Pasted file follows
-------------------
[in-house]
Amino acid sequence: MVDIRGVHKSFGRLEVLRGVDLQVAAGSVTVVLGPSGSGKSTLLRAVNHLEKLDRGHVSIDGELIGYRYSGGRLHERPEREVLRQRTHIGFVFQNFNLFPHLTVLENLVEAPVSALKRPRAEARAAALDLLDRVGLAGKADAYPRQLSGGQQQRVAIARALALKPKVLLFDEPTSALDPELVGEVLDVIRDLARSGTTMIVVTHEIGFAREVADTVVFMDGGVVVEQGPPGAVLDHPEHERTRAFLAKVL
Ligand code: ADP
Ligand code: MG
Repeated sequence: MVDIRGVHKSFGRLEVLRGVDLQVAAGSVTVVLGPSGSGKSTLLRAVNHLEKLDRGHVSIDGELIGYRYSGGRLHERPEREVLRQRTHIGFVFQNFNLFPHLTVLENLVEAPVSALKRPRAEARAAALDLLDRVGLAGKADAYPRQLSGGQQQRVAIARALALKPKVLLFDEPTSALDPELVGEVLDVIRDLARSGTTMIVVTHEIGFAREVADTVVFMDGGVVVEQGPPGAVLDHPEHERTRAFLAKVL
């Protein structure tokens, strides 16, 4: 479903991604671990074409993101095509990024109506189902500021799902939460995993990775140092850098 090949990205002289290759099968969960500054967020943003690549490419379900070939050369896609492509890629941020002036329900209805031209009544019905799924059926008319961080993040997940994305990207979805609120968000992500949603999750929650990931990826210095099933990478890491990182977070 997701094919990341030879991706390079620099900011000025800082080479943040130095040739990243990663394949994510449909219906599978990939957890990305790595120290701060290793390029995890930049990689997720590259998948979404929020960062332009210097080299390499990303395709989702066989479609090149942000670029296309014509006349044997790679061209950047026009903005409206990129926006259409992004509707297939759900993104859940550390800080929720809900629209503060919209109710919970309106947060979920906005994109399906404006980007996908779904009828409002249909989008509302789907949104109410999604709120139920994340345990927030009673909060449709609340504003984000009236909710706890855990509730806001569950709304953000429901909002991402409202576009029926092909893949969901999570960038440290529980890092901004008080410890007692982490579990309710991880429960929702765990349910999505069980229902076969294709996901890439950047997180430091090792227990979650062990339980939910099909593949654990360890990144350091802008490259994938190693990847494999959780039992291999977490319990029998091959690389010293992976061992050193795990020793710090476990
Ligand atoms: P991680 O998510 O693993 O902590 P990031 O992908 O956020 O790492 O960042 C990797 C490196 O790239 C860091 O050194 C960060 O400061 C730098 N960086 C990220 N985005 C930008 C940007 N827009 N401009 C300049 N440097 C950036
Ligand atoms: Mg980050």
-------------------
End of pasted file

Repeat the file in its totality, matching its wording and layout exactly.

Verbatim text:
[in-house]
Amino acid sequence: MVDIRGVHKSFGRLEVLRGVDLQVAAGSVTVVLGPSGSGKSTLLRAVNHLEKLDRGHVSIDGELIGYRYSGGRLHERPEREVLRQRTHIGFVFQNFNLFPHLTVLENLVEAPVSALKRPRAEARAAALDLLDRVGLAGKADAYPRQLSGGQQQRVAIARALALKPKVLLFDEPTSALDPELVGEVLDVIRDLARSGTTMIVVTHEIGFAREVADTVVFMDGGVVVEQGPPGAVLDHPEHERTRAFLAKVL
Ligand code: ADP
Ligand code: MG
Repeated sequence: MVDIRGVHKSFGRLEVLRGVDLQVAAGSVTVVLGPSGSGKSTLLRAVNHLEKLDRGHVSIDGELIGYRYSGGRLHERPEREVLRQRTHIGFVFQNFNLFPHLTVLENLVEAPVSALKRPRAEARAAALDLLDRVGLAGKADAYPRQLSGGQQQRVAIARALALKPKVLLFDEPTSALDPELVGEVLDVIRDLARSGTTMIVVTHEIGFAREVADTVVFMDGGVVVEQGPPGAVLDHPEHERTRAFLAKVL
């Protein structure tokens, strides 16, 4: 479903991604671990074409993101095509990024109506189902500021799902939460995993990775140092850098 090949990205002289290759099968969960500054967020943003690549490419379900070939050369896609492509890629941020002036329900209805031209009544019905799924059926008319961080993040997940994305990207979805609120968000992500949603999750929650990931990826210095099933990478890491990182977070 997701094919990341030879991706390079620099900011000025800082080479943040130095040739990243990663394949994510449909219906599978990939957890990305790595120290701060290793390029995890930049990689997720590259998948979404929020960062332009210097080299390499990303395709989702066989479609090149942000670029296309014509006349044997790679061209950047026009903005409206990129926006259409992004509707297939759900993104859940550390800080929720809900629209503060919209109710919970309106947060979920906005994109399906404006980007996908779904009828409002249909989008509302789907949104109410999604709120139920994340345990927030009673909060449709609340504003984000009236909710706890855990509730806001569950709304953000429901909002991402409202576009029926092909893949969901999570960038440290529980890092901004008080410890007692982490579990309710991880429960929702765990349910999505069980229902076969294709996901890439950047997180430091090792227990979650062990339980939910099909593949654990360890990144350091802008490259994938190693990847494999959780039992291999977490319990029998091959690389010293992976061992050193795990020793710090476990
Ligand atoms: P991680 O998510 O693993 O902590 P990031 O992908 O956020 O790492 O960042 C990797 C490196 O790239 C860091 O050194 C960060 O400061 C730098 N960086 C990220 N985005 C930008 C940007 N827009 N401009 C300049 N440097 C950036
Ligand atoms: Mg980050």